Damon Hill, who won his 1996 championship at Williams, said the dedication shown by his former boss to being successful was unsurpassed.

“Frank had a passion for cars, for racing. There was nothing else he was really interested in doing,” said Hill. “He was just remarkable in every respect.

 

 

“He gave us the best equipment, him and Sir Patrick (Head). Everyone who worked at Williams gave all their drivers everything they need to fight for championships, and that’s all he wanted to do.

 

 

“His record will stand for a very long time. As a team founder, there won’t be another one like him again.”

Hill was one of seven drivers to become world champion in one of Williams’ cars.

Williams’ F1 world champions

Alan Jones 1980
Keke Rosberg 1982
Nelson Piquet 1987
Nigel Mansell 1992
Alain Prost 1993
Damon Hill 1996
Jacques Villeneuve 1997
Lewis Hamilton has long spoken of his admiration for the Williams family and team, and in a social media tribute to Sir Frank said that the former team owner was “one of the kindest people I had the pleasure of meeting in this sport” and someone who “always had time for me and always without judgement”.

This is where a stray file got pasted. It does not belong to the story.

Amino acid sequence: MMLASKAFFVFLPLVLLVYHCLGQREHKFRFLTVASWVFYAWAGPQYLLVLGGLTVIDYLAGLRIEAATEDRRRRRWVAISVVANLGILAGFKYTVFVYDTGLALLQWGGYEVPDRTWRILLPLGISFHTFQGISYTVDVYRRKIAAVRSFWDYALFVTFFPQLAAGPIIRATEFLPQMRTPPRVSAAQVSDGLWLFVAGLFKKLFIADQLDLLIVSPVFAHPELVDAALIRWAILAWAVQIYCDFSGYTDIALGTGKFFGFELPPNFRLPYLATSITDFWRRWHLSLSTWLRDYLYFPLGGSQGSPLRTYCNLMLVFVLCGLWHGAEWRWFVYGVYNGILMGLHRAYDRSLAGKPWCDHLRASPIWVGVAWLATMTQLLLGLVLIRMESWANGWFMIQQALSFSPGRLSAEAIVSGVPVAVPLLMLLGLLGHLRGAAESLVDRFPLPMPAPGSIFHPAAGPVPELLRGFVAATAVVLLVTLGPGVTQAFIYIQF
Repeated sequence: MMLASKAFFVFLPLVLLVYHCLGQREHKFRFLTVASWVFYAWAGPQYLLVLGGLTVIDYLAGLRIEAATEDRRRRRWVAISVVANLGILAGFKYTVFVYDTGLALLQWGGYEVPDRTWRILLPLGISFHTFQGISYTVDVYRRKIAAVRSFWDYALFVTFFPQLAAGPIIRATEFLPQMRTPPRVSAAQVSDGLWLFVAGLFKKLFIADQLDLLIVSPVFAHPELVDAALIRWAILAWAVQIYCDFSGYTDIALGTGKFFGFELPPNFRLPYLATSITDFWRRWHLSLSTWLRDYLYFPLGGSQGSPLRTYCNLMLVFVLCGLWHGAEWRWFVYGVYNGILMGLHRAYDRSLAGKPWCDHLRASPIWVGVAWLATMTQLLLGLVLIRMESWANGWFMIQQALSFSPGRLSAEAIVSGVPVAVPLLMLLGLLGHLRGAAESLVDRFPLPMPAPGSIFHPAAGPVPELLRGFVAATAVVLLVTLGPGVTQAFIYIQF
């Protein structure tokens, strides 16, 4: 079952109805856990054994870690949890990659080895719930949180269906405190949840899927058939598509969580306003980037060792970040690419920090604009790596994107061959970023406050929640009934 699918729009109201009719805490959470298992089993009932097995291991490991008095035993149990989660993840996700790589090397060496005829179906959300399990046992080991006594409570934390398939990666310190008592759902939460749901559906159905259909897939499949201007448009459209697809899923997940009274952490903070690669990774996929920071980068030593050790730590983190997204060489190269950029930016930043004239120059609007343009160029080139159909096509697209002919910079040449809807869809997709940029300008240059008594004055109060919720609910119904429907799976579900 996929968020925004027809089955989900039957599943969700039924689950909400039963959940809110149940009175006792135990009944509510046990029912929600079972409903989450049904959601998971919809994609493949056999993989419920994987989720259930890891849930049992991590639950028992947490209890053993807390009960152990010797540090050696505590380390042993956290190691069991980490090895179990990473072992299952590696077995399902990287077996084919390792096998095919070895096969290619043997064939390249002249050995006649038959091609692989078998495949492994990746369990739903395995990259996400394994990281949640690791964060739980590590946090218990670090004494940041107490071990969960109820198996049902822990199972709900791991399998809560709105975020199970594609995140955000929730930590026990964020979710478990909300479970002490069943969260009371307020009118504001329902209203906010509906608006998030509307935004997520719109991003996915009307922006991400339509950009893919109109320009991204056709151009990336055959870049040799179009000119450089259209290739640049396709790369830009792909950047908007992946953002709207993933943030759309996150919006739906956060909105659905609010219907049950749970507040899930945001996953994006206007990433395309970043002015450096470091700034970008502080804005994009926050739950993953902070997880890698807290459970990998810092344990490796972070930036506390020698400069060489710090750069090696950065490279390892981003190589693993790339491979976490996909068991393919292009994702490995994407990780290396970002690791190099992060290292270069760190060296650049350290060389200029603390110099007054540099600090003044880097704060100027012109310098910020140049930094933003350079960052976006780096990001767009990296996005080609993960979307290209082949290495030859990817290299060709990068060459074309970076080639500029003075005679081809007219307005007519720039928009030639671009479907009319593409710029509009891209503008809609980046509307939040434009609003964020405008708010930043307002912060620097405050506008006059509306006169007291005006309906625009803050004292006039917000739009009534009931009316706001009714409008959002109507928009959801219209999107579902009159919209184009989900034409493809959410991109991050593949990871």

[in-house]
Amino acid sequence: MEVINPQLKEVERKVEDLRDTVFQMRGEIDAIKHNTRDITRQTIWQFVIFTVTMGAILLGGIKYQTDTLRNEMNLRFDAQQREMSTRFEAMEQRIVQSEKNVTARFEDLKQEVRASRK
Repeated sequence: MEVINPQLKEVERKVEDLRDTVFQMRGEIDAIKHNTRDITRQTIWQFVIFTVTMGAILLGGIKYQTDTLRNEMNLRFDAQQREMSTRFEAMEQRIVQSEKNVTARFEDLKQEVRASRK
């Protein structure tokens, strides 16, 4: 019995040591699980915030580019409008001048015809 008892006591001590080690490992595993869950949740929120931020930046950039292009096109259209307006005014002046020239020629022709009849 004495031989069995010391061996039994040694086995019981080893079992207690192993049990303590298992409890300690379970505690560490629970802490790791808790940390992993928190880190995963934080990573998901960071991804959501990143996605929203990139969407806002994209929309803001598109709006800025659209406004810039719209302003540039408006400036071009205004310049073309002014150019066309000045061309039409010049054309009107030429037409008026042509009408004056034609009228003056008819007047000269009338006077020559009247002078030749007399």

“I feel so honoured to have called him a friend,” added Hamilton, F1’s seven-time champion.

“What he achieved in this sport is something truly special. Until his last days I know he remained a racer and a fighter at heart. I have utmost respect and love for this man, and his legacy will live on forever. You will be missed Frank, but I will see you on the other side. My thoughts and prayers are with the Williams family.”

 

 

Sir Frank Williams: 1942-2021

Sir Frank Williams was one of the most remarkable figures in British sport.

Williams took his motor racing team from an empty carpet warehouse to the summit of Formula 1, overseeing 114 victories, a combined 16 drivers’ and constructors’ world championships, while becoming the longest-serving team boss in the sport’s history.